Let me add my 2¢, it's my job to get good and clean data for a hedge-fund, I've seen quite a lot of data feeds and historical data providers. This is mainly about US stock data.
To start with, if you have some money don't bother with downloading data from Yahoo, get the end of day data straight from CSI data, this is where Yahoo gets their EOD data as well AFAIK. They have an API where you can extract the data to whatever format you want. I think the yearly subscription for data is a few $100 bucks.
The main problem with downloading data from a free service is that you only get stocks that still exist, this is called Survivorship Bias and can give you wrong results if you look at many stocks, because you'll only include the ones that made it so far and not the ones that were de-listed.
For playing around with some intraday data I'd look into IQFeed, they provide several APIs to extract historical data, although they are mainly an outfit for real-time feeds. But here there are quite a few options, some brokers even provide historical data downloads via their APIs, so just pick your poison.
BUT usually all of this data is not very clean, once you really start back testing you'll see that certain stocks are missing or appear as two different symbols, or stock splits are not properly accounted for, etc. And then you realize that historical dividend data is need as well and so you start running in circles, patching data together from 100 different data sources and so on. So to start with a "discount" data feed will do, but as soon as you run more comprehensive backtests you might run into problems depending on what you do. If you just look at, let's say, the S&P 500 stocks this will not be so much a problem though and a "cheap" intraday feed will do.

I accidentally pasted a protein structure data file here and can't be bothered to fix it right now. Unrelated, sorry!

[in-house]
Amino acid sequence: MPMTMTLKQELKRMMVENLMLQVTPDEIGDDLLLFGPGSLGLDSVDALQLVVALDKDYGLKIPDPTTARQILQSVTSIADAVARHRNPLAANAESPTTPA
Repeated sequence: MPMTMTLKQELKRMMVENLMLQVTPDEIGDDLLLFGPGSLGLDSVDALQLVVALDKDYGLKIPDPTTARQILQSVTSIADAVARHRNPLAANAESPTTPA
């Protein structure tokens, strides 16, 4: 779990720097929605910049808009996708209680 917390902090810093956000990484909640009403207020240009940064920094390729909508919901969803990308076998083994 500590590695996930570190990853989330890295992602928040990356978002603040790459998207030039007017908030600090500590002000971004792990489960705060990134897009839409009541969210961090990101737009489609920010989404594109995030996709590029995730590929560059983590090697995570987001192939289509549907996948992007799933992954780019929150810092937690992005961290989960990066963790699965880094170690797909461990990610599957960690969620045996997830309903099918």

What you will not find is free intraday data. I mean you might find some examples, I'm sure there's somewhere 5 years of MSFT tick data floating around but that will not get you very far.
Then, if you need the real stuff (level II order book, all ticks as they have happened at all exchanges) one "affordable", yet excellent option is Nanex. They'll actually ship you a drive with terabytes of data. If I remember right its about $3k-4K per year of data. But trust me, once you understand how hard it is to get good intraday data, you won't think this is very much money at all.
Not to discourage you but to get good data is hard, so hard in fact that many hedge-funds and banks spend hundreds of thousands of dollars a month to get data they can trust. Again, you can start somewhere and then go from there but it's good to see it a bit in context.
Edit: The answer above is from my own experience. This write-up from Caltech about available data feeds will give more insights, and especially recommends QuantQuote.